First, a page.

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National Cancer Institute

Crossing Organizational Boundaries in Biopharmaceutical R&D

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Mcbee D. Crossing Organizational Boundaries in Biopharmaceutical R&D. Oral presentation at 2017 SciTS Conference. Clearwater Beach, FL. Jun 13, 2017. Collaborations Across Academia, Industry, and Government. Online at:

Research into the innovative process often stress the contribution of boundary-spanning network ties. By allowing access to new knowledge, social networks facilitate creativity. But problems arise; innovative areas are often characterized by high failure rates and uncertainty. Biopharmaceutical research and development is no exception – only about 2% of projects reach the marketplace. Even successful projects experience serious scientific challenges. To cope with these challenges, biopharmaceutical companies utilize teams of Ph.D.s from a range of disciplines. Even so, some obstacles require communicating and coordinating with university faculty, key opinion leaders, or industry consultants located beyond the boundaries of the focal teams or organization. To understand how these collaborations between different organizational types operate, I conducted 39 in-depth interviews with 34 industrial biopharmaceutical scientists, project managers and project leaders. Using theories of social capital, team science, and fields; I examine how the context of the biopharmaceutical industry shapes scientists’ ability to become aware, evaluate, and access much needed expertise across organizational boundaries in a knowledge-intensive field. Whereas, scientists contribute their social capital in the form of personal network contacts, firms contribute economic capital, legal guidance, and consulting contracts in order to locate, utilize, and protect these sources of diverse knowledge. While these biopharmaceutical firms own the intellectual property they do not end up “owning” these social network ties created through pragmatic problem-solving. Because knowledge of others’ expertise often remains tacit and because many boundary-spanning network ties stem from team affiliations that predate the problem-at-hand, individual scientists exert greater control over these informal networks.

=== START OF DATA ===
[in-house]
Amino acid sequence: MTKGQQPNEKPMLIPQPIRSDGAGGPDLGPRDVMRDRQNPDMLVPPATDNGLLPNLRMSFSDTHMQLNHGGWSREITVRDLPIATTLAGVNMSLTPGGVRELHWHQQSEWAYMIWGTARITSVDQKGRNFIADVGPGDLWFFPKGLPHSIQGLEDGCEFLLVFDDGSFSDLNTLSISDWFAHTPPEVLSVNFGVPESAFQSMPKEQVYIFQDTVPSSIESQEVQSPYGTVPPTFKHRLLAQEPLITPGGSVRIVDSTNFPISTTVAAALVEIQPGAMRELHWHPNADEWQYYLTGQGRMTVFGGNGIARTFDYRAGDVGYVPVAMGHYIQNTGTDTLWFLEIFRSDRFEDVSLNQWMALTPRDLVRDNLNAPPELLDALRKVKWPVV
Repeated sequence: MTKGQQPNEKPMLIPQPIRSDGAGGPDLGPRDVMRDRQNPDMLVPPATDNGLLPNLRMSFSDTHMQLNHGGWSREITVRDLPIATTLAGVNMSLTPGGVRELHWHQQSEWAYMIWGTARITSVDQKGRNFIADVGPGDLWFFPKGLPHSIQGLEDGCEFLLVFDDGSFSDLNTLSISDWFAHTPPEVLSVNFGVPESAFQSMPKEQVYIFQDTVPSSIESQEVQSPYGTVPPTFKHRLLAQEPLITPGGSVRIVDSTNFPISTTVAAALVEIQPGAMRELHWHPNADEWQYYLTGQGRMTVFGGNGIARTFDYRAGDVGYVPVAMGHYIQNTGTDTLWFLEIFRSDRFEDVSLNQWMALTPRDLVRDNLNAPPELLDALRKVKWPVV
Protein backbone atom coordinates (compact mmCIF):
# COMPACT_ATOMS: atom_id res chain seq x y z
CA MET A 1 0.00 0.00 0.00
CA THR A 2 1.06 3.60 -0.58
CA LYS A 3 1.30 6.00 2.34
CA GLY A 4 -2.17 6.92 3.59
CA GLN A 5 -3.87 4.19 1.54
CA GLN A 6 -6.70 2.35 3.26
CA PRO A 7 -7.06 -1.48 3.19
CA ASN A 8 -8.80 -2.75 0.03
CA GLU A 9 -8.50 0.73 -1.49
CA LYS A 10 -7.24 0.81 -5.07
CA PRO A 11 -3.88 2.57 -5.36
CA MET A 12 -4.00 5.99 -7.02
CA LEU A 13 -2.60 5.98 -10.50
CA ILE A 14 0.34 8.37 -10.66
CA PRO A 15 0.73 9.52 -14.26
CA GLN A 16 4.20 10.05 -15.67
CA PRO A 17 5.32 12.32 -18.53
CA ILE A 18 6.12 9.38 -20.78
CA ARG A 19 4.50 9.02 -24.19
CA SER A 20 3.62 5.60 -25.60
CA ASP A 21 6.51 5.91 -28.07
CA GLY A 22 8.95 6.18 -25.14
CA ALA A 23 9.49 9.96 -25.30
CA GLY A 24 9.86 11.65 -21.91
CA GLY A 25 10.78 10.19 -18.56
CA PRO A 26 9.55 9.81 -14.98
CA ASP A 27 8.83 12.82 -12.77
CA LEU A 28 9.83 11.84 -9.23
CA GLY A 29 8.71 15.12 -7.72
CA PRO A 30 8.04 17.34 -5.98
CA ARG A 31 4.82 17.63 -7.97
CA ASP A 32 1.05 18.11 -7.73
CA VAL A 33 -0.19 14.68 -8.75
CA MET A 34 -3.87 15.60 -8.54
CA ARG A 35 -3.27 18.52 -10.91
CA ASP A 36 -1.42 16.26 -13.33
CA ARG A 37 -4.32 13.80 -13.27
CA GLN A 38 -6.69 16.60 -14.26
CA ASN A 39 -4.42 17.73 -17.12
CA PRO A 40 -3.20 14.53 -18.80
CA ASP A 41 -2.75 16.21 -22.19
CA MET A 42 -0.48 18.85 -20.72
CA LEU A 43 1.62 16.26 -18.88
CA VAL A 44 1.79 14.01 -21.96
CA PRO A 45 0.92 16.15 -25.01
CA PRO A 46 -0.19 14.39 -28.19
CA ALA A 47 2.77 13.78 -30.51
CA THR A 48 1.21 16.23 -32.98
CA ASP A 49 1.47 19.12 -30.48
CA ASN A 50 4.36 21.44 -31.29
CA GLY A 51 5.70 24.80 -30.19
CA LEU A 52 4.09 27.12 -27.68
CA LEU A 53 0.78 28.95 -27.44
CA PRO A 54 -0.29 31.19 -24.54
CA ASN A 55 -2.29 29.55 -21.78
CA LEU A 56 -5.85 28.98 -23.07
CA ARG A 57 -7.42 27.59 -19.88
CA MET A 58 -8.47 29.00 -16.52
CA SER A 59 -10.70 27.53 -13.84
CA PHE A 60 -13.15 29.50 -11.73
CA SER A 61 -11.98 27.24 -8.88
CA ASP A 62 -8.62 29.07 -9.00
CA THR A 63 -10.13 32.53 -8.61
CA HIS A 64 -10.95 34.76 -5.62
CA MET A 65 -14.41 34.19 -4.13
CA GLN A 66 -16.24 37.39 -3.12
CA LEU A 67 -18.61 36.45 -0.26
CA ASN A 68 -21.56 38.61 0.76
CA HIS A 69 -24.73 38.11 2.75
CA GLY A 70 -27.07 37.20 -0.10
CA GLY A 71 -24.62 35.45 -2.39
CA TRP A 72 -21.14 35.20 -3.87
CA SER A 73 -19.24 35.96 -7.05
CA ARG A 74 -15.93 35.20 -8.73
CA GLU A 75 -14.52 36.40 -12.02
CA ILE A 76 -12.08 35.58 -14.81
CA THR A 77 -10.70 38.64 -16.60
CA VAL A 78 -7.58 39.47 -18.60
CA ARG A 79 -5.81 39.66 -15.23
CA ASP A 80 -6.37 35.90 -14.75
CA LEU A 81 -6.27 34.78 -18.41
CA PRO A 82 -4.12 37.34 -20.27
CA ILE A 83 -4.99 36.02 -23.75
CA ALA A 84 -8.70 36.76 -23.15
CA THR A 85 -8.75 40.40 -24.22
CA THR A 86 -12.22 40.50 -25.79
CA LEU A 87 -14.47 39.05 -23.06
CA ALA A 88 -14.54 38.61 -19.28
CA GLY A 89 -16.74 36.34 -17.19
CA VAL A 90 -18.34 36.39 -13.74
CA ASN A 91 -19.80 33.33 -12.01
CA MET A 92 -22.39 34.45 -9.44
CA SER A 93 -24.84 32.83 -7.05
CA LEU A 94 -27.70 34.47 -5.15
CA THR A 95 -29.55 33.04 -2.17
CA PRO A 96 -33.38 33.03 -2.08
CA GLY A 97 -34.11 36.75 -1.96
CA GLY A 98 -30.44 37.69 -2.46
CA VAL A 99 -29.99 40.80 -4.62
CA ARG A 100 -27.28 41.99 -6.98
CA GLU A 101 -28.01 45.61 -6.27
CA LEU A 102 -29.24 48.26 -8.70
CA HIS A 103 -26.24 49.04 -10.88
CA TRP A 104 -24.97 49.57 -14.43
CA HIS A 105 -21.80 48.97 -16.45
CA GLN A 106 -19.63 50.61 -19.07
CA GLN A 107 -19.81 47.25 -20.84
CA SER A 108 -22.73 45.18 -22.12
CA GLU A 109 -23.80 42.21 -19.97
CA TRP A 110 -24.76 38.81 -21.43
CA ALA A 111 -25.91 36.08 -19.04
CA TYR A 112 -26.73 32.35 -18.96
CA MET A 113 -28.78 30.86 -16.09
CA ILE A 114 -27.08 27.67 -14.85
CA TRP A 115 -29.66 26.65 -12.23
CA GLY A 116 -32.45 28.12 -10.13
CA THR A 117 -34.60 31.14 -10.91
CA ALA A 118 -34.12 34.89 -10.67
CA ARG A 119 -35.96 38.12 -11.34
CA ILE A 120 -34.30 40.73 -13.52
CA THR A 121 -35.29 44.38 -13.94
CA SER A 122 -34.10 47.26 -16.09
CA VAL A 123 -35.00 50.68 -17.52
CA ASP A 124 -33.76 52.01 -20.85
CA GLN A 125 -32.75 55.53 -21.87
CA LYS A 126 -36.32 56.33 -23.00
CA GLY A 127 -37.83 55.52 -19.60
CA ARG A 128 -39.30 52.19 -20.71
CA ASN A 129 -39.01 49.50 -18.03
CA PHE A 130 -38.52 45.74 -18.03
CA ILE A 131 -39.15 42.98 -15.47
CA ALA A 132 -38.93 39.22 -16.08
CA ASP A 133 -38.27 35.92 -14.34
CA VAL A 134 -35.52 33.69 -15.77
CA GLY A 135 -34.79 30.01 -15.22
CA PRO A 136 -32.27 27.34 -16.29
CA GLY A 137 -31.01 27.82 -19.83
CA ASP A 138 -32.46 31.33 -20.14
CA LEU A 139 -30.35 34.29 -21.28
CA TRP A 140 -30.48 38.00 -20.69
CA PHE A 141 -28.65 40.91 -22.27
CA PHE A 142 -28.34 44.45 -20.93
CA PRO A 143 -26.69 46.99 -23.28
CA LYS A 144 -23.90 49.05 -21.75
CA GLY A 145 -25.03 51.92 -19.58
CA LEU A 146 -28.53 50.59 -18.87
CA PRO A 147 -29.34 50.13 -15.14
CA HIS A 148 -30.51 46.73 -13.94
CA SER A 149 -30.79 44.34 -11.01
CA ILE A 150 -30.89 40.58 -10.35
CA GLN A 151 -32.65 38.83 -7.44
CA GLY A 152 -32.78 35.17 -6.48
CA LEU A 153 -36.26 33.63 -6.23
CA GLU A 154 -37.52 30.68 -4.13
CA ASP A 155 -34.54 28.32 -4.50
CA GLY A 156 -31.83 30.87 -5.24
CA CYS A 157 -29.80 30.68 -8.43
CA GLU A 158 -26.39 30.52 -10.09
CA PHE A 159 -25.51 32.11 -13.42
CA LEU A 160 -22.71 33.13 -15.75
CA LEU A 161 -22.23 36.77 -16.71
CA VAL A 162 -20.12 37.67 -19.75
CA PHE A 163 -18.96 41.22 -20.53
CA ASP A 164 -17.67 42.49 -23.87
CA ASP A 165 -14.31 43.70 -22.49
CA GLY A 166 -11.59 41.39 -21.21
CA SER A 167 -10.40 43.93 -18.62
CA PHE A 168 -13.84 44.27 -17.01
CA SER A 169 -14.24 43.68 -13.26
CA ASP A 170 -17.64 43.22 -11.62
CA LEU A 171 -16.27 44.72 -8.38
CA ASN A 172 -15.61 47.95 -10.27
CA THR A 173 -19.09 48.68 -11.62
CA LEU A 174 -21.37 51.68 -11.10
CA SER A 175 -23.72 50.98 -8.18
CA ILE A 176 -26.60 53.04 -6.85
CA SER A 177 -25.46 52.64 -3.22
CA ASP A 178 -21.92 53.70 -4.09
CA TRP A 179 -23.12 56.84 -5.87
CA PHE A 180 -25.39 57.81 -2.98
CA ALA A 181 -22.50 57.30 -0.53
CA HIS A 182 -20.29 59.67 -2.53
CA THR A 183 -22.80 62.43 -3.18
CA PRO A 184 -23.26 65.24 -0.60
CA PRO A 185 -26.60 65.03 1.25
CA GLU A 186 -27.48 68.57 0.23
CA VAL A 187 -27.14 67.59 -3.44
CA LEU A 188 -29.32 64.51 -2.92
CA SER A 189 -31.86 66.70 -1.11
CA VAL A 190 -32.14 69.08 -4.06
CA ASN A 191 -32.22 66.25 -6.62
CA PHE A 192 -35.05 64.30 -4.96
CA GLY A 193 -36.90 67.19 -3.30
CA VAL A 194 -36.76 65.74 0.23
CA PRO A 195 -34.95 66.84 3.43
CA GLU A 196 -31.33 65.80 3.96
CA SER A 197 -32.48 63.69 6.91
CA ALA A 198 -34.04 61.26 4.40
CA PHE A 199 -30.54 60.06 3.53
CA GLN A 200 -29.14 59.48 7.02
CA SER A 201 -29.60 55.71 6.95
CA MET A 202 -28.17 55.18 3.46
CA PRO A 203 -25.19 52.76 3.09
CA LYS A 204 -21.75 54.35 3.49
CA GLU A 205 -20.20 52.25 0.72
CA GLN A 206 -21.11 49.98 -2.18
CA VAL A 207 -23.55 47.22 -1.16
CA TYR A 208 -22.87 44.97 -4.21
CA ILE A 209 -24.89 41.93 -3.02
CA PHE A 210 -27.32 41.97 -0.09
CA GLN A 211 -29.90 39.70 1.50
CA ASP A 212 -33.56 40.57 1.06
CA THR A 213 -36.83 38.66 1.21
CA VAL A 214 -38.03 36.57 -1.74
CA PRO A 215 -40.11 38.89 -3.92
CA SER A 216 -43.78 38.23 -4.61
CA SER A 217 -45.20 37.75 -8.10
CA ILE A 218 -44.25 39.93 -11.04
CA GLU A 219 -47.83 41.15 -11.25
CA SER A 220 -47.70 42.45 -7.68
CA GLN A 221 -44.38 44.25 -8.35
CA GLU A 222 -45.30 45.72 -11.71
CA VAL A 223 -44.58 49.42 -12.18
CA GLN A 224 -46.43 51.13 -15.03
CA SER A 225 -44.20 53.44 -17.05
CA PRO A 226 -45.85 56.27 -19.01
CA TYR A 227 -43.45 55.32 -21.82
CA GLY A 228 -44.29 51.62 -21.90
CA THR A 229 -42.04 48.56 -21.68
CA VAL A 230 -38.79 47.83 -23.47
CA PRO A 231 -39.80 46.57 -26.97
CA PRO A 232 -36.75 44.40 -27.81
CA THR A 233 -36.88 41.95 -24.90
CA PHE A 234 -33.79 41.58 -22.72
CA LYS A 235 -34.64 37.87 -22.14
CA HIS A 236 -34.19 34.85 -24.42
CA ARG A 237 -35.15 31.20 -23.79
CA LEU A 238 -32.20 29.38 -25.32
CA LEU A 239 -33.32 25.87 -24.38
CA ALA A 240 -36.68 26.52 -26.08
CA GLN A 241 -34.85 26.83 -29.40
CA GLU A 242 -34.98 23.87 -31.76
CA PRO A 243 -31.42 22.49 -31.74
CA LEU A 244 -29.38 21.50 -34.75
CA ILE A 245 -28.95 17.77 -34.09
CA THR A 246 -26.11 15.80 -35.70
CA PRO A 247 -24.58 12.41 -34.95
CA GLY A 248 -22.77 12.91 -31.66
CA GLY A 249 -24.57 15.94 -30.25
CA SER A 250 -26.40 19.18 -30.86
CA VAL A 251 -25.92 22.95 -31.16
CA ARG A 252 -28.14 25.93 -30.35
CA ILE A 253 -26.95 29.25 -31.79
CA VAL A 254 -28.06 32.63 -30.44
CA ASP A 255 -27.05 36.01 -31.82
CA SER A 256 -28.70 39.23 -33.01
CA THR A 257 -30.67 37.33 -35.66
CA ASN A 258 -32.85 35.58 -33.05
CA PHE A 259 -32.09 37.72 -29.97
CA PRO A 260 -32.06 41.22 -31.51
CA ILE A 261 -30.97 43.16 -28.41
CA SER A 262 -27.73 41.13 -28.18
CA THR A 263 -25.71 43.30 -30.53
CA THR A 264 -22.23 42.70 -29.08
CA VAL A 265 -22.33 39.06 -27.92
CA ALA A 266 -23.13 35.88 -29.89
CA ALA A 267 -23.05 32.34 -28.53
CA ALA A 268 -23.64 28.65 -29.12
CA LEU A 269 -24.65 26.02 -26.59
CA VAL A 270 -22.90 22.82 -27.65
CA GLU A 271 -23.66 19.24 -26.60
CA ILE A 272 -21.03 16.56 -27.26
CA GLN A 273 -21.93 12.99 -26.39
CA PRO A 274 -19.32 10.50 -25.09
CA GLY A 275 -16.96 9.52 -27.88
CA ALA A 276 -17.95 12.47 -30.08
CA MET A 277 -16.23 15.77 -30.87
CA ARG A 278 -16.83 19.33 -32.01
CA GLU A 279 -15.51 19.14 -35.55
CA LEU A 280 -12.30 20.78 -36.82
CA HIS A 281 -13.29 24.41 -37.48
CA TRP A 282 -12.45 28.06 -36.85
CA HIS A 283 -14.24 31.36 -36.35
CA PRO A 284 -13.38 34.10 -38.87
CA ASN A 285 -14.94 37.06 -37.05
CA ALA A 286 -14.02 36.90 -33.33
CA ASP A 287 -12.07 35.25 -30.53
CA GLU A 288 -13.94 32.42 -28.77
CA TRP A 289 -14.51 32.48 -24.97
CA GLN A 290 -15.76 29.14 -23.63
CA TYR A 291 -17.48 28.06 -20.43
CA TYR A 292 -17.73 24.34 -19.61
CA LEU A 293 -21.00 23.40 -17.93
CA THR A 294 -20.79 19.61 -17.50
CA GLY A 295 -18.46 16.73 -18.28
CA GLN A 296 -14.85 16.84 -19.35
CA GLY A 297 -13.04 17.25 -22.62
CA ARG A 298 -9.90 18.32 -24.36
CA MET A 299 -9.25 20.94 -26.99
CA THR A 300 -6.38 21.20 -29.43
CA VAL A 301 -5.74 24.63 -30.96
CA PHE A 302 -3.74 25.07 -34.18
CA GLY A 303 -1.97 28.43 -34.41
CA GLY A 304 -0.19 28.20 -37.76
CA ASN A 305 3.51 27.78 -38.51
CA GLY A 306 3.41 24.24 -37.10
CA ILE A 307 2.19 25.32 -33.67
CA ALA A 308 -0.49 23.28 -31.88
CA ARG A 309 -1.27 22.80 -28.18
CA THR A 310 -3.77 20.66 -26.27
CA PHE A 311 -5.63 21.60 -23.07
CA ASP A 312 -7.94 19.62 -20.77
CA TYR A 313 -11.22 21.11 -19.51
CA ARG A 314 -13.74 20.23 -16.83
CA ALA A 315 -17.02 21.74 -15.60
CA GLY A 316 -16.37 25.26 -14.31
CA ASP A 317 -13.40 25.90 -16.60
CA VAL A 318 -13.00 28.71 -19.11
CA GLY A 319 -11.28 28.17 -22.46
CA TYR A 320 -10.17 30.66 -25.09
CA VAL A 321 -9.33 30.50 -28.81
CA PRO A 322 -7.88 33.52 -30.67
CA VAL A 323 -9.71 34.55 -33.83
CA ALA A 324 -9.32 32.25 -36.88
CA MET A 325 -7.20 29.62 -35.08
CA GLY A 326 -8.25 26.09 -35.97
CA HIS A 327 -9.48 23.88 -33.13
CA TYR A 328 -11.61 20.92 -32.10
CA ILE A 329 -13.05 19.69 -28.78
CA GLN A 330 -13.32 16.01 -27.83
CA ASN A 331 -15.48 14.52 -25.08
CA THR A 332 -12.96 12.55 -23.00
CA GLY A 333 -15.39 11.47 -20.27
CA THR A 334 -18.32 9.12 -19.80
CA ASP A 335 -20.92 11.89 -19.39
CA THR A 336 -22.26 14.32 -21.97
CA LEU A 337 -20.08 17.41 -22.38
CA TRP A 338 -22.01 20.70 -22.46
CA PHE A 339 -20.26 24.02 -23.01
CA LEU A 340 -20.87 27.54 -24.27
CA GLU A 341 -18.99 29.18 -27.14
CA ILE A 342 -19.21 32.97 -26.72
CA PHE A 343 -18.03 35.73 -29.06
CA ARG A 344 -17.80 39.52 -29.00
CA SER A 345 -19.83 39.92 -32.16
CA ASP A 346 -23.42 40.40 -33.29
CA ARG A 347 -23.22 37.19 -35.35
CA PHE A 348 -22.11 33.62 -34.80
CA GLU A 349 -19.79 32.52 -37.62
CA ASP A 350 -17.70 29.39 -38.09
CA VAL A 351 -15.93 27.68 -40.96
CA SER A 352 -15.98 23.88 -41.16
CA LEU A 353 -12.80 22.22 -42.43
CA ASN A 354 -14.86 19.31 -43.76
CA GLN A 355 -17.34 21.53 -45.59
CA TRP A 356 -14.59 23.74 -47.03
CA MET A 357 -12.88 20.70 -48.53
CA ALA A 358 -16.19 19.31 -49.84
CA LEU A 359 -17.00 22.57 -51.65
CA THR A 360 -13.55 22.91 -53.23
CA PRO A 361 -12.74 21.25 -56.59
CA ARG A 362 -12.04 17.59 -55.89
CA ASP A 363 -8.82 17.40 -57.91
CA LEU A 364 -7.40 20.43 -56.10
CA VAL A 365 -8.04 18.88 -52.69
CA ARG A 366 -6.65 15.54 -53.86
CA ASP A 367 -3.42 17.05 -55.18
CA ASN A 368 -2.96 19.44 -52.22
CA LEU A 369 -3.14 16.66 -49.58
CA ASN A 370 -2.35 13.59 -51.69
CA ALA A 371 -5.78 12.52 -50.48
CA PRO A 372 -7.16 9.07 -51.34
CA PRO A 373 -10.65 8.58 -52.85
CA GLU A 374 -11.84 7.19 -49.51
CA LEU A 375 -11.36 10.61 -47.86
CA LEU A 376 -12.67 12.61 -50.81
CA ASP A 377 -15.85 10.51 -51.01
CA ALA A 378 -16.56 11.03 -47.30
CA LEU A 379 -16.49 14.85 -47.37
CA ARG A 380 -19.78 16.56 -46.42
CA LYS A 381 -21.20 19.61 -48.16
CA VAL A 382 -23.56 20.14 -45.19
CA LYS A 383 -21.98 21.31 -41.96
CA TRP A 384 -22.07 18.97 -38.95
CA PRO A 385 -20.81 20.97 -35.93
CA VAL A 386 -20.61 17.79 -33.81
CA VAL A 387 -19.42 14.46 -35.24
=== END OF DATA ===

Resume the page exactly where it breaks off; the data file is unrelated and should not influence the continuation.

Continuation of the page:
Type of Publication:

Oral presentation


scits 2017 conference, presentation, biopharmaceutical, research and development, R&D

Addresses these goal(s):

  • Learn about the field of team science: history, theory and concepts
  • Conduct research on/evaluate team science

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Resource created by Jane Hwang on 10/3/2017 1:58:51 PM.

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